In the late nineteenth century, as the Industrial Revolution kicked into gear, social alienation became a significant concern of both social workers (in particular religious pastors and ministers) and policy makers. Durkheim’s anomie was one of the first studies of the phenomenon (The Division of Labour in Society, 1893), though it’s conceivable that such alienation was only made possible by urbanisation and the size of communities permitted through industrialization. Simmel (The Philosophy of Money, 1900) and Tönnies (Community and Civil Society, 1887) each looked at the money system and the built environment respectively as contexts for understanding alienation. Man was alienated from his species essence, in Marxist terms, a fundamentally economic alienation from labour and the product of that labour. The fullest expression of that alienation is ‘in the role of machines in modern life,’ (Wendling, Karl Marx on Technology and Alienation, 2009) those things that take touch away, that dehumanise. The industrialisation of the machine in the form of the city scaled that effect to community and social dimensions.

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Facebook: The Legitimacy of a Nation State

The Oversight Board: An abstract name for a group charged with making stuff right.

The analogy has been drawn before – that Facebook is like a country. As far back as 2010, The Economist suggested that Facebook was beginning to look like a nation state, comparing a meeting between CEO Mark Zuckerberg and the new Prime Minister of the UK David Cameron as ‘more like diplomacy’. In 2014 the Financial Times quoted Zuckerberg as saying to a new hire ‘[t]he best thing to do now, if you want to change the world, is to start a company.’ In 2018, Vox declared Facebook a Monarchy. But its most recent challenges and changes – specifically the establishment of a new ‘oversight’ board – have been towards addressing a fundamentally political challenge: establishing Facebook’s legitimacy.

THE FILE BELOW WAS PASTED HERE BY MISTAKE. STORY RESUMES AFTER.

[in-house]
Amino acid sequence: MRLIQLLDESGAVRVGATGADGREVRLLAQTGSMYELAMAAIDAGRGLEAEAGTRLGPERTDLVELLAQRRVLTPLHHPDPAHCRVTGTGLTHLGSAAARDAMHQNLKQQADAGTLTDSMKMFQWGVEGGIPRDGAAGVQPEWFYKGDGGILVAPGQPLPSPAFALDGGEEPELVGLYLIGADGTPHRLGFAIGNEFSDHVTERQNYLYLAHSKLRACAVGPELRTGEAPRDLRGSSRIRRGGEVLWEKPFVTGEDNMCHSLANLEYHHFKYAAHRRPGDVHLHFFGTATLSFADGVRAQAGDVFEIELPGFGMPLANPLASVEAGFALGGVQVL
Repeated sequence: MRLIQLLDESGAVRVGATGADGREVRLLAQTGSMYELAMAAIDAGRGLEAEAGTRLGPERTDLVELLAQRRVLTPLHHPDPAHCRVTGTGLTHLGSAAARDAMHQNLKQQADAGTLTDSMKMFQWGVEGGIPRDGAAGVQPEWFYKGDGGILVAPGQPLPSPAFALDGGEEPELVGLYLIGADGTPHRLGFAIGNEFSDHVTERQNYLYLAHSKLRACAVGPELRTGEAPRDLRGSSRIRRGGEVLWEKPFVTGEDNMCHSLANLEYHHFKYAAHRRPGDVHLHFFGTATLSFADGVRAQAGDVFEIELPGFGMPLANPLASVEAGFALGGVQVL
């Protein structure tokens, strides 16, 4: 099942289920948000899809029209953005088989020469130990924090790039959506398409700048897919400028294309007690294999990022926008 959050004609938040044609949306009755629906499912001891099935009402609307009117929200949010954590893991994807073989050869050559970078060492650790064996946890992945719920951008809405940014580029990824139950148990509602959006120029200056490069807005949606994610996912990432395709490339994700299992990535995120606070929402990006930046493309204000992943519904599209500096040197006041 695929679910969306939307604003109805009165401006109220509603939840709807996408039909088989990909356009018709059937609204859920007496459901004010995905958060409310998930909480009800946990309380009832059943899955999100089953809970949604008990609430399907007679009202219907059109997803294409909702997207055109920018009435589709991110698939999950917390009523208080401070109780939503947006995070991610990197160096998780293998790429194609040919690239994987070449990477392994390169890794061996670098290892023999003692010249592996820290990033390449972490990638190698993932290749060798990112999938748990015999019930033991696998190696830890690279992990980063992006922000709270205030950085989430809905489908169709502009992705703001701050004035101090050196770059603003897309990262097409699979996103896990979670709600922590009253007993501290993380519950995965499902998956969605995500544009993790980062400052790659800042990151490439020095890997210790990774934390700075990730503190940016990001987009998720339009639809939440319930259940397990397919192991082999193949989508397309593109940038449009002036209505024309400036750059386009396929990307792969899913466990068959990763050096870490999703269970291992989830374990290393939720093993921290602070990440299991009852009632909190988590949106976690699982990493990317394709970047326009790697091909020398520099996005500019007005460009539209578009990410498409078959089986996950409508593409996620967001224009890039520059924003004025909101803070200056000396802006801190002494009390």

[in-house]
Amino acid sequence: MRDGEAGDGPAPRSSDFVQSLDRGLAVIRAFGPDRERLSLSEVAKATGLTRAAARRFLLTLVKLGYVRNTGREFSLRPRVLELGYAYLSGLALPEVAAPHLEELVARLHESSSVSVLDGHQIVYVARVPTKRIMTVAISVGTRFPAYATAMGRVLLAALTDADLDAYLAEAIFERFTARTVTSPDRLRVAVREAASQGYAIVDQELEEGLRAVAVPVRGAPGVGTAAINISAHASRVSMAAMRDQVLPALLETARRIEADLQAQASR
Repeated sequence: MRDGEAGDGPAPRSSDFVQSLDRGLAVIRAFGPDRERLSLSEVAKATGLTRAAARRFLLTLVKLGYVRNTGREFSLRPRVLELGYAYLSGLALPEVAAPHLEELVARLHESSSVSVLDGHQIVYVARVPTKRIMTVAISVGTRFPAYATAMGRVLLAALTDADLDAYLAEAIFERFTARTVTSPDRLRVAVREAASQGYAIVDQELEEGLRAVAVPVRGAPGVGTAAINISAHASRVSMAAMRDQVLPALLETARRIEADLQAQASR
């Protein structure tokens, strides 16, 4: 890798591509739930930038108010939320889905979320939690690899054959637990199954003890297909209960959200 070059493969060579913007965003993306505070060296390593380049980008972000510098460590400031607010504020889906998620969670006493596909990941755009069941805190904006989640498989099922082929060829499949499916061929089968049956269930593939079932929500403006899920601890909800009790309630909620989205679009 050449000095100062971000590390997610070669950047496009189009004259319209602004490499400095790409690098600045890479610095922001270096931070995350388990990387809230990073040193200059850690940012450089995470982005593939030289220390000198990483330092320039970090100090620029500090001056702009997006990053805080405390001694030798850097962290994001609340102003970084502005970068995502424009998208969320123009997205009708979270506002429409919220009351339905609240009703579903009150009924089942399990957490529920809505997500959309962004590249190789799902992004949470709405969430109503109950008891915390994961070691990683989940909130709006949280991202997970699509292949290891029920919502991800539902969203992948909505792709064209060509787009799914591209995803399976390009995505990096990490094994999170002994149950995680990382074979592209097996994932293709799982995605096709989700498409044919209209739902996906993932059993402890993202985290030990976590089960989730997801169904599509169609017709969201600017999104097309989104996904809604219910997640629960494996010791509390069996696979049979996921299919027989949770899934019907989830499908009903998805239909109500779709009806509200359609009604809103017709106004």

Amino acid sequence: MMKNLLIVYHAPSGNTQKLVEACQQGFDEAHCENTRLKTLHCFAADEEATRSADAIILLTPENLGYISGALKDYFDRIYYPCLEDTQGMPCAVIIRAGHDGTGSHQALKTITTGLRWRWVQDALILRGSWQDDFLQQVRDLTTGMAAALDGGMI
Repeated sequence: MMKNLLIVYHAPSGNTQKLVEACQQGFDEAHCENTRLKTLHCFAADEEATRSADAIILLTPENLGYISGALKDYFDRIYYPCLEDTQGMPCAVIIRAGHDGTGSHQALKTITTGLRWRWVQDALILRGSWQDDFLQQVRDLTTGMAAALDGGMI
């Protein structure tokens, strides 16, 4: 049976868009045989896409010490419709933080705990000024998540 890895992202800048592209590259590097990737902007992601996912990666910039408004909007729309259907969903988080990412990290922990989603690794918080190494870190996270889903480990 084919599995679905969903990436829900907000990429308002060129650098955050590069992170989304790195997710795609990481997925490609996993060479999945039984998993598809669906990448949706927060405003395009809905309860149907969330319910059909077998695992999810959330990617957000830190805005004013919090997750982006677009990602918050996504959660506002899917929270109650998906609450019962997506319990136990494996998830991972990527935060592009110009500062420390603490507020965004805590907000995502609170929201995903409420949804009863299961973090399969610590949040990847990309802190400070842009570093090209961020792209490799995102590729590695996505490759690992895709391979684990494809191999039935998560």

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Language, Love and Meaning

Barreling through Eilenberger’s wonderful book on Weimar German philosophy, Time of the Magicians, themes begin to emerge. Some are forced, it has to be said, though language is certainly a consistent force. As Walter Benjamin had it, ‘the original sin of the philosophy of language in the modern era lies first of all in the fundamentally arbitrary nature of linguistic signs.’ (p.212) Ernst Cassirer ‘…understood man’s development through symbols as a continuous process of liberation that found its starting point in conceptual forms from which mythical thought derived.’ In other words, for Benjamin, language confused everything – that one is forced to theorise and philosophise through language limited the possibility of philosophy. Language of course was but one form of communication, one tool for concept formation; yet each concept, expressed as it had to be through nouns, imposed meaning on the thing, and distance between the signifier and the signified. For Cassirer, mythological concepts were as important as linguistic ones, allowing a level of transcendence – even if still wrapped in the stultifying chains of language.